Physical property: Referring to FIGS. 1A and 1B, which show pictures of exemplary porous Ti constructs fabricated using the inventive method; FIG. 1A shows three cylindrical constructs, while FIG. 1B shows a hollow truncated conical construct. Visual comparison of the fabricated constructs with the starting Ti particles showed no marked difference in color, which indicates that oxidation of the Ti construct did not occur during the salt-bath sintering step.
 As shown in FIGS. 1A and 1B, the constructs retained their shape during the fabrication process. During the sintering step, the pores between the Ti particles in the Ti-salt article are eliminated, leading to a dense, strong Ti phase and interconnected salt particles. The shrinkage during the sintering step is 6 to10%, which is lower than the typical 15% shrinkage observed in this step for conventional powder metallurgy methods. The lower shrinkage in this inventive method makes it easier to control the dimensions of the final product, such as the product shown in FIG. 1B.
 Microstructural property: Referring now to FIG. 2, which shows SEM images of the surface and polished cross section of an exemplary construct. The surface and polished cross section are shown to have a uniform porous microstructure with a dense Ti phase resulting from sintering of the Ti particles and interconnected pores that mimicked the size and cubic shape of the salt particles.
 Referring now to FIG. 3, which shows the measured pore size distribution of an exemplary construct with 65% porosity. More than 90% of pores in the exemplary construct have a size in the range between 100 to 420 μm, which has been shown to be a desirable pore size range for bone repair/replacement.
 Mechanical property: Referring now to FIG. 4, which shows the mechanical response in compression for fabricated Ti constructs with porosities of 35, 50, and 65%.The shapes of the curves show the typical deformation behavior of a ductile metal. The yield stress, a measure of the strength of the construct, is defined as the stress at an offset strain of 0.2%; the elastic modulus, a measure of the stiffness of the construct, is defined as the slope of the initial linear region of the stress vs. strain curve.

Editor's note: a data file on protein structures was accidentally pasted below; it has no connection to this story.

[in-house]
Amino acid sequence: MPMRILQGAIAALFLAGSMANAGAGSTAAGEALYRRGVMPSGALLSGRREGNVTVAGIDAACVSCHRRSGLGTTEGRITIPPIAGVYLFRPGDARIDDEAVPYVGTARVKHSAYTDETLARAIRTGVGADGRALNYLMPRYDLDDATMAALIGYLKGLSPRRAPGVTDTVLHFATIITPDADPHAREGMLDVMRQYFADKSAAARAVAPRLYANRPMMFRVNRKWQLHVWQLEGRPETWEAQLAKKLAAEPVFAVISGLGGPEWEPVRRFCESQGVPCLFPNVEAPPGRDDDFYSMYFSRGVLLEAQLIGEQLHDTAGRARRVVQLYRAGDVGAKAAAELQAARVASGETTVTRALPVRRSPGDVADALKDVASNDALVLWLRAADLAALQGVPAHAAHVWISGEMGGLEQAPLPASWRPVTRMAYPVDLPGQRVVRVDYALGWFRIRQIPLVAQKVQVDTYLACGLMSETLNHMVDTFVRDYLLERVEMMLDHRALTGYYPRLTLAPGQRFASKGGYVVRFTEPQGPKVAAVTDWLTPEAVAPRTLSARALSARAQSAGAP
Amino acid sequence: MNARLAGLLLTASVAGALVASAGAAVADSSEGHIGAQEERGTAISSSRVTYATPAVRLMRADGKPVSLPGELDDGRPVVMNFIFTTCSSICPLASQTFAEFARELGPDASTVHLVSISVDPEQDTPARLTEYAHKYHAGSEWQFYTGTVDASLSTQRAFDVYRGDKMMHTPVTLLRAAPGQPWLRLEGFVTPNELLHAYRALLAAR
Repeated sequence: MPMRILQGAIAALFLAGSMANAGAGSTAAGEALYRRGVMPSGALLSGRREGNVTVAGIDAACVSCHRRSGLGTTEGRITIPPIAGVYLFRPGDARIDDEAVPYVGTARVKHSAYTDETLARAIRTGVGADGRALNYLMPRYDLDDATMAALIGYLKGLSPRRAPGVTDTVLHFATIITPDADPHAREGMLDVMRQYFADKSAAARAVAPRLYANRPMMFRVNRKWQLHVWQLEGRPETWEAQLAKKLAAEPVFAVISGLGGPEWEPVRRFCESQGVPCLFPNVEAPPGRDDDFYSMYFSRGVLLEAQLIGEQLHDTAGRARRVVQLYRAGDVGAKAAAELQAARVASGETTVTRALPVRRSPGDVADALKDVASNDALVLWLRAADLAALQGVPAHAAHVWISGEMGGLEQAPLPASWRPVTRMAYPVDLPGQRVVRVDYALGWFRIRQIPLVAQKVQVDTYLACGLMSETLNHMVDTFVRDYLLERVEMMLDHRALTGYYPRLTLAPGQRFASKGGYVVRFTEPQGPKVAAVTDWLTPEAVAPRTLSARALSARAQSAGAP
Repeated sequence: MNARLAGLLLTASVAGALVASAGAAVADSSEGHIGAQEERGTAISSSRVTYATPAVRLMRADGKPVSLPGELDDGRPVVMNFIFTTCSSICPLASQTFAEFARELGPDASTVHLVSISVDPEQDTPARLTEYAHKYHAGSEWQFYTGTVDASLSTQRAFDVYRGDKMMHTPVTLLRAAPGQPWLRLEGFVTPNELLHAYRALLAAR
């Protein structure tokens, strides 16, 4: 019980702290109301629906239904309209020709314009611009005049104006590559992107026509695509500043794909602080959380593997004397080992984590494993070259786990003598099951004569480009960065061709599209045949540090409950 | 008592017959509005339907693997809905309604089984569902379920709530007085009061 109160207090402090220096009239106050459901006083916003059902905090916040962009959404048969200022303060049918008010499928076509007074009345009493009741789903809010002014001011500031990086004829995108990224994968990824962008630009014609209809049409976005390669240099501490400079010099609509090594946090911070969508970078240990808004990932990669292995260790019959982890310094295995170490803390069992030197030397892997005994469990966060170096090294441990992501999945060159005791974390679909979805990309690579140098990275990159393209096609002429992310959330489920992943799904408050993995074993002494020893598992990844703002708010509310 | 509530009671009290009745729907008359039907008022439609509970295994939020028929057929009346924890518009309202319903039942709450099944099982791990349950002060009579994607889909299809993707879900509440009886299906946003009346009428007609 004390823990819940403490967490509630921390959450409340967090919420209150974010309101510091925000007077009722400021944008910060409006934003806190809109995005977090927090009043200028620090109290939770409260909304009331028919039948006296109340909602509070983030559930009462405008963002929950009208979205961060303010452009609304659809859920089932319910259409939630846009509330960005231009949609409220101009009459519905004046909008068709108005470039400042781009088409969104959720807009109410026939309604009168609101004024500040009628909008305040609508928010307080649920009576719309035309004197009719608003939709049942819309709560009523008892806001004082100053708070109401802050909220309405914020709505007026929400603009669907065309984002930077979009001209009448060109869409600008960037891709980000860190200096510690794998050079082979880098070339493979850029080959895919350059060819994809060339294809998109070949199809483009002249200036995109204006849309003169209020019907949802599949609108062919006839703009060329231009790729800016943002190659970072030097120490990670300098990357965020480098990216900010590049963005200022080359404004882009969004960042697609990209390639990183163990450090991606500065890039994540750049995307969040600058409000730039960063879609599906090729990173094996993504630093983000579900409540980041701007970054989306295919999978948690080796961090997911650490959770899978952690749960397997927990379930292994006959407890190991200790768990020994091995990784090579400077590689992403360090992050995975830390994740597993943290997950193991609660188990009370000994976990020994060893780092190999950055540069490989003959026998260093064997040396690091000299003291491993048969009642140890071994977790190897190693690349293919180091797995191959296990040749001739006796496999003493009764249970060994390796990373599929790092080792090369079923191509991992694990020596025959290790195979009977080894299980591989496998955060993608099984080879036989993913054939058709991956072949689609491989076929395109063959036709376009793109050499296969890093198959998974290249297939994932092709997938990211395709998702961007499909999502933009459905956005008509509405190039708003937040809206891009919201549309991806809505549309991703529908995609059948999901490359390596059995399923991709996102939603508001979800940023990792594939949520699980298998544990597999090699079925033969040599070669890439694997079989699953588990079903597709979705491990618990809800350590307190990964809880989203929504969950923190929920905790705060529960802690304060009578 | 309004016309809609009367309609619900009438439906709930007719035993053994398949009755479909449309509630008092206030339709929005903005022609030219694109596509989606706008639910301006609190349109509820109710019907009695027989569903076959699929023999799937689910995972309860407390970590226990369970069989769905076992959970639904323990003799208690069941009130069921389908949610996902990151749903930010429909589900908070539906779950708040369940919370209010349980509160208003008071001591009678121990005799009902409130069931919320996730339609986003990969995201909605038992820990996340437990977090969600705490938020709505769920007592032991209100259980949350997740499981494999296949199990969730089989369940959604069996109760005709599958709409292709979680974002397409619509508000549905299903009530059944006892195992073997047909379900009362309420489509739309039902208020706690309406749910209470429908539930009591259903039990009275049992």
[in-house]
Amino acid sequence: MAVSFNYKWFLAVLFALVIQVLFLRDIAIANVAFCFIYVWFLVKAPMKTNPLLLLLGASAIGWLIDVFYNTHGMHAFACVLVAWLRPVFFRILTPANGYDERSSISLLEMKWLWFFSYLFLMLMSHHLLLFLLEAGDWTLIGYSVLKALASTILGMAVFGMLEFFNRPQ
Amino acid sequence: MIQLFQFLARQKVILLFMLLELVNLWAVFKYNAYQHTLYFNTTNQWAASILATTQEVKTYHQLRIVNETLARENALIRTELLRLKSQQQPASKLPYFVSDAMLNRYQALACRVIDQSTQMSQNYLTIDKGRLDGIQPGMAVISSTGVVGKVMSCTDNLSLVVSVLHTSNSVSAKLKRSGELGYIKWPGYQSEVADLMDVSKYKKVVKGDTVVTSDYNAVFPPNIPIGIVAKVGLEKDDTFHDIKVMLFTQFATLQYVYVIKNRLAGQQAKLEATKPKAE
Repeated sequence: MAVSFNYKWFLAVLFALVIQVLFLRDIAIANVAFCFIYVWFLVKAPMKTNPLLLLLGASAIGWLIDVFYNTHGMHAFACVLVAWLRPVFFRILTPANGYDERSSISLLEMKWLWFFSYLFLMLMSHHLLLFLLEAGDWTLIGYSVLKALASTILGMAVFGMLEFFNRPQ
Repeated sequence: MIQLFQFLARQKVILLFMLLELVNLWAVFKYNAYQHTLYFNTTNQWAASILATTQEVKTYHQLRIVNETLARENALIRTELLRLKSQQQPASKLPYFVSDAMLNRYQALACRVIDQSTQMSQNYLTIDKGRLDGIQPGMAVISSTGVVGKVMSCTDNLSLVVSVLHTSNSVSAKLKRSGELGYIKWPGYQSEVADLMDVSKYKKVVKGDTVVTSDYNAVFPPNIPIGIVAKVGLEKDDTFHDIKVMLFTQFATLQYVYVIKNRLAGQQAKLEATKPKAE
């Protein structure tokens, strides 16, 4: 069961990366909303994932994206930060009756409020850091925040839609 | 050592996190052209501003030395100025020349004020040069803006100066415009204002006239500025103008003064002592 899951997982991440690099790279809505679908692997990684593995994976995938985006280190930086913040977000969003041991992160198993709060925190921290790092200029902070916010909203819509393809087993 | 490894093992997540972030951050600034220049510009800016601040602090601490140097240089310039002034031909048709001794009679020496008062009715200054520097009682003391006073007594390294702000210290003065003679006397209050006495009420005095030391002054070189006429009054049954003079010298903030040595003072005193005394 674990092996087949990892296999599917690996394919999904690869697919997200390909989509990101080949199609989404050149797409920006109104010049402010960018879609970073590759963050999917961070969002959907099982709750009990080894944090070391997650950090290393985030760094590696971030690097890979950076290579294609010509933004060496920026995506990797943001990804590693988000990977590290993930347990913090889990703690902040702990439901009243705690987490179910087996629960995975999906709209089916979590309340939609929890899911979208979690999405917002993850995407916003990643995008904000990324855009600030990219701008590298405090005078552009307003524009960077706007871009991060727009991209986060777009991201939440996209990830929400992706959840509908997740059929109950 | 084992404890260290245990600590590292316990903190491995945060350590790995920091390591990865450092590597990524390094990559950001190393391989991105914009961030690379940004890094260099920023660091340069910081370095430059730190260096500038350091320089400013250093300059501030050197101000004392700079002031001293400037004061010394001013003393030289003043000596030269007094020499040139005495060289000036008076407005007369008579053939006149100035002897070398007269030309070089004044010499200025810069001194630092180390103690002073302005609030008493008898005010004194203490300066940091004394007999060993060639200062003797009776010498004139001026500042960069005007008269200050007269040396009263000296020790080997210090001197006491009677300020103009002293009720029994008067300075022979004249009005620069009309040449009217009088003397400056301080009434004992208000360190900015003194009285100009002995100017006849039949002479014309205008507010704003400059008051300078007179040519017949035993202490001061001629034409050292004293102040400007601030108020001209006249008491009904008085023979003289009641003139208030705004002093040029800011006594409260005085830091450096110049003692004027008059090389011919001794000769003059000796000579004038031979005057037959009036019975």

Referring to FIG. 5, the measured compressive strength and elastic modulus of the Ti constructs as a function of porosity is shown. The compressive strength decreases from 216±29 MPa to 36±15 MPa, while the elastic modulus decreases from 9.8±2.0 GPa to 1.8±0.8 GPa as the porosity increases from 35 to 65%. The data for the strength and elastic modulus show approximately the same trend with decrease in porosity.
 Referring now to FIG. 6, a fit of the measured strength vs. porosity data of the fabricated Ti constructs with a theoretical relationship is illustrated. In the porosity range 35 to 65% which is a desirable range for bone repair, the theoretical relationship is:
σ=15.0+975 exp(-0.044P) (1)
where σ is the compressive strength, and P is the porosity of the construct. The ability to fit the measured data using Equation (1) means that the strength of the fabricated Ti construct can be predicted from the porosity; alternatively, the porosity for a required strength can be predicted.